“You see her leafing through pattern books – picking out a collar here, a cuff there, a new way of pleating a skirt . . . You see her fingering a tiny swatch of fabric, Yet she’s seeing it as a whole dress, or a blouse, or a jacket . . . Who is she – this lady with the limitless imagination? She’s the woman who sews. YOU . . .”
This is just one of many ads placed by manufacturers of fabric in the April-May 1950 Vogue Pattern Book Magazine. Ordinarily I would not have purchased this issue, as most Vogue patterns available before 1955 were not printed, and I rarely buy a vintage pattern which is not printed! My particular interest in these vintage magazines is the opportunity they provide to identify dates for patterns, fabrics and style trends, making the experience of sewing with vintage patterns (and fabrics) even more enjoyable. However, when this issue was available in an Etsy store, I succumbed. I was born in May of 1950, and my curiosity just got the better of me.
Looking at this issue made me realize how old I am… NO, NO, NO! Just kidding, I think. Actually, what really popped out at me was how exciting it must have been to be a home dressmaker at this point in time, with the home sewing business booming, post-war, and fine fashion – and the desire to look wonderful – such important aspects of a woman’s life.
And then, as I was leafing through the magazine, I found an unexpected surprise. Tucked in between two pages was Vogue Patterns April 15 Collection, an 8-page flyer, available at pattern counters and easily something that could be tossed away. I find it remarkable that this slim printed piece survived.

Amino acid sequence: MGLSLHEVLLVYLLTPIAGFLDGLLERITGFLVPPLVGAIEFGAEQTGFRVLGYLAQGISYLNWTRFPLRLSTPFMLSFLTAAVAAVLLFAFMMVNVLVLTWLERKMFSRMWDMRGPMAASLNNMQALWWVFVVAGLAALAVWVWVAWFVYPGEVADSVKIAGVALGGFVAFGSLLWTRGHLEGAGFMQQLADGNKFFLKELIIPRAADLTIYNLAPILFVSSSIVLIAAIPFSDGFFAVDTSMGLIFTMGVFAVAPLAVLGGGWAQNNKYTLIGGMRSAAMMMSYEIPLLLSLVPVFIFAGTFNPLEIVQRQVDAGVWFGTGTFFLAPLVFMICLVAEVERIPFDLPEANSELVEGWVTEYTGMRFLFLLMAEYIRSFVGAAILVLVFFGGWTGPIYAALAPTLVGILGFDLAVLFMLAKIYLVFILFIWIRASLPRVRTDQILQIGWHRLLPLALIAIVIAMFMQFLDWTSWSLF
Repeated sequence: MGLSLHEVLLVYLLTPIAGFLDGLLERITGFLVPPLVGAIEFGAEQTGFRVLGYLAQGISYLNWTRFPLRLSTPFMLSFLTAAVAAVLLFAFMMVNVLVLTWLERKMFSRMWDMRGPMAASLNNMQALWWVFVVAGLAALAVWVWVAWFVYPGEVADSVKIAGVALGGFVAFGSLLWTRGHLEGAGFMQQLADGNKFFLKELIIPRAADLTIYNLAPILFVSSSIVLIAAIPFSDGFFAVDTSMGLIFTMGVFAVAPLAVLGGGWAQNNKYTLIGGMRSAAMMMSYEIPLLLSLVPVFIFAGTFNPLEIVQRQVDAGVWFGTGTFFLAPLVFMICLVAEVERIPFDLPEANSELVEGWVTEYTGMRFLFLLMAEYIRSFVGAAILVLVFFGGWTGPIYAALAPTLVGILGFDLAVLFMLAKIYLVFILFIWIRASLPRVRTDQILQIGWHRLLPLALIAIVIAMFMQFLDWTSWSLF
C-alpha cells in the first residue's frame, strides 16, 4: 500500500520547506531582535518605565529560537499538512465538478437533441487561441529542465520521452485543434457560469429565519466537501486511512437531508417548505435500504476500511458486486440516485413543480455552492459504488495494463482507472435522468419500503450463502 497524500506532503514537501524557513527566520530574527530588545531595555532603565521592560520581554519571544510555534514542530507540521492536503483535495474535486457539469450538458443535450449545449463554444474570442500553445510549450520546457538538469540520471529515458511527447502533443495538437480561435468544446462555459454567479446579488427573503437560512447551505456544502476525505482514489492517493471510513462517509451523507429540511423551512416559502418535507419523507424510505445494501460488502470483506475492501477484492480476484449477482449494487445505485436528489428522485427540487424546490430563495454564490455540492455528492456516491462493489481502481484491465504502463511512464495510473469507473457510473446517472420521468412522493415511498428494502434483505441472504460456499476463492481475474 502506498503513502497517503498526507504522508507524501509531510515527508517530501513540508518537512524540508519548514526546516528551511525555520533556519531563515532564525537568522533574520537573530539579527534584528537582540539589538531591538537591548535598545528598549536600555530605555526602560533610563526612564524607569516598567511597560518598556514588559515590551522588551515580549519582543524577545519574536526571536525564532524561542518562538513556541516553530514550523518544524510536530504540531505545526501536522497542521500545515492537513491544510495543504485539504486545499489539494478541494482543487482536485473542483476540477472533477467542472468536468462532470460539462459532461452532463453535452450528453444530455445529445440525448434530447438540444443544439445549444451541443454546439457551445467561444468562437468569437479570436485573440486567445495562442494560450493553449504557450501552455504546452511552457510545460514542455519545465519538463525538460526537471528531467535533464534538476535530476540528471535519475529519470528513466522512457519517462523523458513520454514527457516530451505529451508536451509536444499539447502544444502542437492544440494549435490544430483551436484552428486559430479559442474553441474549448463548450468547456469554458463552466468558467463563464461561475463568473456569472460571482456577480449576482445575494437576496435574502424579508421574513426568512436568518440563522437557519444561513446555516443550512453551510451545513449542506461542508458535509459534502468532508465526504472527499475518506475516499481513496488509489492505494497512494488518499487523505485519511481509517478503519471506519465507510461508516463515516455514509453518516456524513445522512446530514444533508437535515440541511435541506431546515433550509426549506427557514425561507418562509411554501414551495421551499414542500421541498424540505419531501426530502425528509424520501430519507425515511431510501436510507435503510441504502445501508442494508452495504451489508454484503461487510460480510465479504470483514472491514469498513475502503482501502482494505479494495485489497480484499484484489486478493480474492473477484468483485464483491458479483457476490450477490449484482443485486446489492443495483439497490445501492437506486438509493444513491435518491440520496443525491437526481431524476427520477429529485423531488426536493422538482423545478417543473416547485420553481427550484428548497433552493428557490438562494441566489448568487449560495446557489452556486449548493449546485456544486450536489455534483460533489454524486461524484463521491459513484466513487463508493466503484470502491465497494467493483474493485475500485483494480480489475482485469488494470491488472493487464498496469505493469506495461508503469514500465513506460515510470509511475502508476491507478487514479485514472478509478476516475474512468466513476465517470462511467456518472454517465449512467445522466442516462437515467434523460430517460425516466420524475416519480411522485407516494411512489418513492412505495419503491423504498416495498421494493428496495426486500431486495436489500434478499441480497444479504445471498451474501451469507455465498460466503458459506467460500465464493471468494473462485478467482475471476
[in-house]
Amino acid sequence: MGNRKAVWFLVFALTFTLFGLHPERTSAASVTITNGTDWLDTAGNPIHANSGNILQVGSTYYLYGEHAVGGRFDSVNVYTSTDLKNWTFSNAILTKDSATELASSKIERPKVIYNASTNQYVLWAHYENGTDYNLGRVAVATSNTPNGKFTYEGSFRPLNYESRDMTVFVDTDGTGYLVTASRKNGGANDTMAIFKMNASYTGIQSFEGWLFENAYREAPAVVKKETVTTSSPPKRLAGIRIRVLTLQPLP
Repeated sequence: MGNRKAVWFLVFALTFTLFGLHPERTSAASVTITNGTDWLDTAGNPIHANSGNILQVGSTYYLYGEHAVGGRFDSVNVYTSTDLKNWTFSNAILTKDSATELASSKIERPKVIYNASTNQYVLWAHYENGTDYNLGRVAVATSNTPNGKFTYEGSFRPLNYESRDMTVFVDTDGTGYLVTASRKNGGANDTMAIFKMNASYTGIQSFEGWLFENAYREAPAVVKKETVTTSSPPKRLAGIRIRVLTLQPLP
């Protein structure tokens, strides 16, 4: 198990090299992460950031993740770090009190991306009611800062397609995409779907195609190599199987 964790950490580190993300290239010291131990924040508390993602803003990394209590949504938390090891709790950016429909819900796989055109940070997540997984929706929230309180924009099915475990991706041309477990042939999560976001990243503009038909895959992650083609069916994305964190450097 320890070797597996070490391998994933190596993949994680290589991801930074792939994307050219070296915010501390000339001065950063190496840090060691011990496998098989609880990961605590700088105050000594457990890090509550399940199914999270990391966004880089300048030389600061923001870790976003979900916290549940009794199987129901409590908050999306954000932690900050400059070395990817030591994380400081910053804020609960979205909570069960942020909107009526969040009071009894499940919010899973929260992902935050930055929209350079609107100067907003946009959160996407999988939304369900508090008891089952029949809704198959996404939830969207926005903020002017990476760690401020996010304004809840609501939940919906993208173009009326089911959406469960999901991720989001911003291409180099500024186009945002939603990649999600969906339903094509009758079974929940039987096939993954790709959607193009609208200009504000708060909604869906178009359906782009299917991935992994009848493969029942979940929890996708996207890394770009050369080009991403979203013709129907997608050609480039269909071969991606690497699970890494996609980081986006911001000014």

The format is larger than what I am used to seeing in later Vogue pattern flyers from the 1960s and 1970s. When one looks at the fashions and patterns detailed, it is easy to imagine the woman who picked this up, looking at it again and again.
Not only that, also tucked in with this flyer was this page from Harper’s Bazaar, March 1st, 1950.
Clearly she had in mind making the dress pictured on the back cover of the flyer:
Some of my favorite pages in this, my “birthday” issue? I was delighted to find an ad for Moygashel linen, for which I have a particular passion:
A lover of polka dots makes me partial to this gorgeous blouse:
And how can I resist this stunning “moulded sheath dress with a draped cascade”?
I am so struck by the sophistication of the styling of the fashions and illustrations, the emphasis on Designer offerings, and the exciting abundance of piece goods being sold by manufacturer’s name to the home sewing population. Times and fashions change, but I believe we have much in common with these mid-century home dressmakers plotting their wardrobes with creativity and skill – pairing fabric and pattern. We are the women who sew – and are still the ones with the limitless imaginations!